At time t=t1 a SF Span occurs between node A and G which has priority higher than SF Ring between node D and E: HP path 2 is lost because crosses SF Ring and so must be squelched and Bridge and Switch at nodes A and E must be dropped, LP path 1 must be dropped because is required for protection of HP path 1, HP path 1 must be protected with a span switch between node A and G, while LP path 2 can be recovered because is not required for any protection. All these actions must be performed in the correct order to avoid path misconnectons: this is possible with new code ARS, while in the standard there is always the same code SF during transient condition of protocol and after having completed the protection. Before detecting SF Span, node A is receiving the following K bytes:
At time t=t1 node A detects a break on working fibre (unidirectional span SF) and sends the following K bytes:
Signalling on long path carries information that a previous Ring failure is always present in the ring (RFI) and that now also a Span failure is present (SFI) and that management of this last failure is not ended (Id_Span). Evolution of protocol on short and long path follows the standard rules, except for Bridge Request code of K1 that is set to ARS on long path, both from node A and from node G. So when node G receives SF_G_A_S_Id_RFI_SFI_Span from node A on short path, it sends the following K bytes:
When node A receives RR_A_G_S_Br_RFI_SFI_Span from node G on short path, it sends the following K bytes:
Finally when node G receives SF_G_A_S_BrSw_RFI_SFI_Span from node A on short path, it sends the following K bytes:
So nodes A and G send Bridge Request=SF on long path (like the standard) only after having completed the span switch (BrSw code in Status field of K2).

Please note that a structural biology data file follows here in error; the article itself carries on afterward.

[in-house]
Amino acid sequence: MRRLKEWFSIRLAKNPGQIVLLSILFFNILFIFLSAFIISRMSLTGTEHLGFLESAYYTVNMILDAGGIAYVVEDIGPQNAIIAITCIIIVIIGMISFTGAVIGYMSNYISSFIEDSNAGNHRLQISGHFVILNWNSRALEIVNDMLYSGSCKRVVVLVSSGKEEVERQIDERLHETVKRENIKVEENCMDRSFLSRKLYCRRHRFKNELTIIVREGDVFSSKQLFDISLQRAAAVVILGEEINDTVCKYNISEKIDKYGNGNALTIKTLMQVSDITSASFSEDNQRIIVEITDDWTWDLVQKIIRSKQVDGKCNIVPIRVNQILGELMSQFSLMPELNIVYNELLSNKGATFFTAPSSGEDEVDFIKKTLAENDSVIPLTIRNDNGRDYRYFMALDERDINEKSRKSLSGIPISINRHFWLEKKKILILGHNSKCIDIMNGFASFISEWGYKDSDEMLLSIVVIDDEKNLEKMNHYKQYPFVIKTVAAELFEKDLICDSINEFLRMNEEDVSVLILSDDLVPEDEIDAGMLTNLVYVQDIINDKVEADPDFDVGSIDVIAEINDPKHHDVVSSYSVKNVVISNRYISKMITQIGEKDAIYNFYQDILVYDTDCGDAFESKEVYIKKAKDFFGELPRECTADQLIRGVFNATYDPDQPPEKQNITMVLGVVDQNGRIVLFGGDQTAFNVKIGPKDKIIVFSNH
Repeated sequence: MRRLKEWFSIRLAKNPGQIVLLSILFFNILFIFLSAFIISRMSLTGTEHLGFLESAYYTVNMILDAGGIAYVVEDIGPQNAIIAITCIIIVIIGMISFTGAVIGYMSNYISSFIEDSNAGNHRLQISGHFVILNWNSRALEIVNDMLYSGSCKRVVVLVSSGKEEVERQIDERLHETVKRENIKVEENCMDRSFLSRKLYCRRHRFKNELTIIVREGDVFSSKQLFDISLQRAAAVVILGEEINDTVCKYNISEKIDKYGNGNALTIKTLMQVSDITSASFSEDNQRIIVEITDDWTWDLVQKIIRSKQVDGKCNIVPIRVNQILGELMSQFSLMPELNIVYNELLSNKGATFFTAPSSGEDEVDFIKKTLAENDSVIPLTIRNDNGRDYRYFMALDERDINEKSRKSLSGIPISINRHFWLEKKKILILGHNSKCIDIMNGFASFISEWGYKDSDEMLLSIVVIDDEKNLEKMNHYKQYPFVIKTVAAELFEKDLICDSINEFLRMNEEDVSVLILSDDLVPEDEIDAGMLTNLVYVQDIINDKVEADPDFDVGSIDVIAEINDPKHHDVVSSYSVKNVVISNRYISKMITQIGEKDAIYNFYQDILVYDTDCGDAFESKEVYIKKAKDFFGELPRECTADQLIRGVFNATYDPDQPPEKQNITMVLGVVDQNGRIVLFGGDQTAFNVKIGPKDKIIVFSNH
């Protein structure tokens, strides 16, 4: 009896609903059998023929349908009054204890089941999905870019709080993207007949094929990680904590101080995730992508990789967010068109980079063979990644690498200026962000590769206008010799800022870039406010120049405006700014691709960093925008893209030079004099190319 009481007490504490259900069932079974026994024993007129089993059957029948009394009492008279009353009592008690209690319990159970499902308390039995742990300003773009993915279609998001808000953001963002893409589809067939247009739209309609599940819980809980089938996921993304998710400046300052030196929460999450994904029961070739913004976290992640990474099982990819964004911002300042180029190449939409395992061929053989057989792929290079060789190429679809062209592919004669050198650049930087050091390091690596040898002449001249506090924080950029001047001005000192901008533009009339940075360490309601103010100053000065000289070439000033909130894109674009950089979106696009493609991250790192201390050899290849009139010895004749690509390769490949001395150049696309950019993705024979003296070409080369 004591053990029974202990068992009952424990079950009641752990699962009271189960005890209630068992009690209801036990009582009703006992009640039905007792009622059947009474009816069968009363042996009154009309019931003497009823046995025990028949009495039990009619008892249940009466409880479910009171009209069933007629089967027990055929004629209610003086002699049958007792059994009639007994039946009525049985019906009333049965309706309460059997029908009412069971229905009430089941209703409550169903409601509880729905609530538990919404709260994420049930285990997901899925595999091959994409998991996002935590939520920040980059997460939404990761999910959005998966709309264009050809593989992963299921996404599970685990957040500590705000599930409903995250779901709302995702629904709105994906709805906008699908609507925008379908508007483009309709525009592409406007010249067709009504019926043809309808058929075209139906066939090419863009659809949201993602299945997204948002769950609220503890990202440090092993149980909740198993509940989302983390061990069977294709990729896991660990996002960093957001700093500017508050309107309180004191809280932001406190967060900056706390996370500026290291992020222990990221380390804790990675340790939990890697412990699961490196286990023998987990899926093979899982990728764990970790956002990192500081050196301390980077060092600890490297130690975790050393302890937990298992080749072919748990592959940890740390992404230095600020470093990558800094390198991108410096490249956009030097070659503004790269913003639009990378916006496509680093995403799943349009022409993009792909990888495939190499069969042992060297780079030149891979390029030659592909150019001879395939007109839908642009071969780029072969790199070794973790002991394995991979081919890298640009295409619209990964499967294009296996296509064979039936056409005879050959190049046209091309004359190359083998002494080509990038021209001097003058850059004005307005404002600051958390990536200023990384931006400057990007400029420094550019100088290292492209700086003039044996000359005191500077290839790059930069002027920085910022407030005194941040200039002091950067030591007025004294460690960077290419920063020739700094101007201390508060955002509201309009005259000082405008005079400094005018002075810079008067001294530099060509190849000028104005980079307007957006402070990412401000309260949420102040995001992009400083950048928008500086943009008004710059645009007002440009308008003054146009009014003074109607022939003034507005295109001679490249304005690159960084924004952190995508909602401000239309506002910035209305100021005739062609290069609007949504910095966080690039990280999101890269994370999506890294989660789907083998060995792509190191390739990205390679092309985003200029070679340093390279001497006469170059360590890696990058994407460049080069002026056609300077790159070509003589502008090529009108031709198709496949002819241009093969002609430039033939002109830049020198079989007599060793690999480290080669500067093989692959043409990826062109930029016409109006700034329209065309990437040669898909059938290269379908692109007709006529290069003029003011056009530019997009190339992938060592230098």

If another span events occurs, for example a span degrade between nodes B and C (that can be completed like explained in the first example), receiving code ARS is the only way a node (which is not on the span where the span event occurs) can know which HP paths must be squelched, which LP paths must be dropped because required for protection, which HP paths can be protected and which LP paths can be recovered because not required for protection.
Naturally, the inventive concepts of the present invention are however valid also in the case where the order of the bits is different from that indicated in FIGS. 1, 2 and 3. As far as the position of the K0 byte is concerned, there are no special constraints. Conventionally, for reasons of possible future use of the other bytes, it is preferred that the K0 byte is in the 9th row and 9th column of the first STM-1, in practice the one in the lower right-hand corner of MSOH.
An inventive method is described for indicating span and ring events at the same time. In case a ring event occurs, bit NRFI/RFI of K0 is set to RFI to indicate that a ring event is present, Bridge Request field of K1 byte is set to indicate the type of the event and bit Span/Ring of K0 is set to Ring to indicate that the type of event is a ring event. In case a span event occurs, bit NSFI/SFI of K0 is set to SFI to indicate that a span event is present, Bridge Request field of K1 byte is set to indicate the type of the event and bit Span/Ring of K0 is set to Span to indicate that the type of event is a span event.
This method can be advantageously implemented on a Network Element, for example an Add-Drop Multiplexer (ADM), including means for receiving and elaboration of K bytes and for perform actions resulting from elaboration of K bytes, like an Application Specific Integrated Circuit (ASIC), a Field Programmable Gate Array (FPGA) or a microprocessor, and in a preferred embodiment through or together with a software program like Very high speed integrated circuit Hardware Description Language (VHDL) or C language. Therefore, it is understood that the scope of the protection is extended to such a program and in addition to a computer readable means having a recorded message therein, said computer readable means comprising program coding means for the implementation of one or more steps of the method, when this program is run on a computer, an ASIC, an FPGA or a microprocessor.